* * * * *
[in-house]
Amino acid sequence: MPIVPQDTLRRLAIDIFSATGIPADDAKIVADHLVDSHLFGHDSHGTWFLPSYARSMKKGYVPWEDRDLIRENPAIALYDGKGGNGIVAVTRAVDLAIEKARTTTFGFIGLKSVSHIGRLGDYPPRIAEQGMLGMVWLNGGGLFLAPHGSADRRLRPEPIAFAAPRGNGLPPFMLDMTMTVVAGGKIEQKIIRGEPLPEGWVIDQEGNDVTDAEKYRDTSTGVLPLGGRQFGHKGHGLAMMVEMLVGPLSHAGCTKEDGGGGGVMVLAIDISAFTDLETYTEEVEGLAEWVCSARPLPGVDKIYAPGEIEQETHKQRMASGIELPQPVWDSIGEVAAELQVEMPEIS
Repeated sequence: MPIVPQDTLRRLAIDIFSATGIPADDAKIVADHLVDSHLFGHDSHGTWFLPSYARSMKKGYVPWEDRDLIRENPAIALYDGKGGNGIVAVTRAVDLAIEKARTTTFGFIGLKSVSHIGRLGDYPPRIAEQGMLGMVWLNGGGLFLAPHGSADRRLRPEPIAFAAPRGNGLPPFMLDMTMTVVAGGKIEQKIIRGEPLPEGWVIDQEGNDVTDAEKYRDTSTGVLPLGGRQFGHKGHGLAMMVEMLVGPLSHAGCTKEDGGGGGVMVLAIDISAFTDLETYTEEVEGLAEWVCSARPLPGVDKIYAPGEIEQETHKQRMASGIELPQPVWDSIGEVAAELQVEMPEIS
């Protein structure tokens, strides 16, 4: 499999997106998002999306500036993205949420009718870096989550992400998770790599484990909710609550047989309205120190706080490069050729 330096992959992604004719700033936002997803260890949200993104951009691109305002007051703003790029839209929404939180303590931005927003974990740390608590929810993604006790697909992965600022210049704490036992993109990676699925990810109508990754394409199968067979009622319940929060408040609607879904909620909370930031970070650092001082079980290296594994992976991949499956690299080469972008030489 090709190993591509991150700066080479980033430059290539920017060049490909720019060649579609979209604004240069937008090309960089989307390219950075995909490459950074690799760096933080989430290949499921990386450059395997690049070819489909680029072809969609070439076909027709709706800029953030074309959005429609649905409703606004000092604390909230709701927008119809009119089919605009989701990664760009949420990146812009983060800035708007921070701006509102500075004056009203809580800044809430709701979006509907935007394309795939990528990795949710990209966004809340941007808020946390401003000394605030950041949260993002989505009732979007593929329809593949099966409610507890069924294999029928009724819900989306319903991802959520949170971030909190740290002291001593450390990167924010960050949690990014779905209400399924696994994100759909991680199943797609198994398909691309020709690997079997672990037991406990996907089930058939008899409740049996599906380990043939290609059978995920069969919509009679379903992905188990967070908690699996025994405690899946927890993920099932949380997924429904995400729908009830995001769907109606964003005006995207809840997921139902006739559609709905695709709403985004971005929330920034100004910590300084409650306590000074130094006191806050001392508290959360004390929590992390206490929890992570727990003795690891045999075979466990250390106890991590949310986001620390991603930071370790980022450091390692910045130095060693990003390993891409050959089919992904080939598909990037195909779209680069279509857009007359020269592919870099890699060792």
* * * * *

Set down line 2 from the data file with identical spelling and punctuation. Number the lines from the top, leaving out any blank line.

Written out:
Amino acid sequence: MPIVPQDTLRRLAIDIFSATGIPADDAKIVADHLVDSHLFGHDSHGTWFLPSYARSMKKGYVPWEDRDLIRENPAIALYDGKGGNGIVAVTRAVDLAIEKARTTTFGFIGLKSVSHIGRLGDYPPRIAEQGMLGMVWLNGGGLFLAPHGSADRRLRPEPIAFAAPRGNGLPPFMLDMTMTVVAGGKIEQKIIRGEPLPEGWVIDQEGNDVTDAEKYRDTSTGVLPLGGRQFGHKGHGLAMMVEMLVGPLSHAGCTKEDGGGGGVMVLAIDISAFTDLETYTEEVEGLAEWVCSARPLPGVDKIYAPGEIEQETHKQRMASGIELPQPVWDSIGEVAAELQVEMPEIS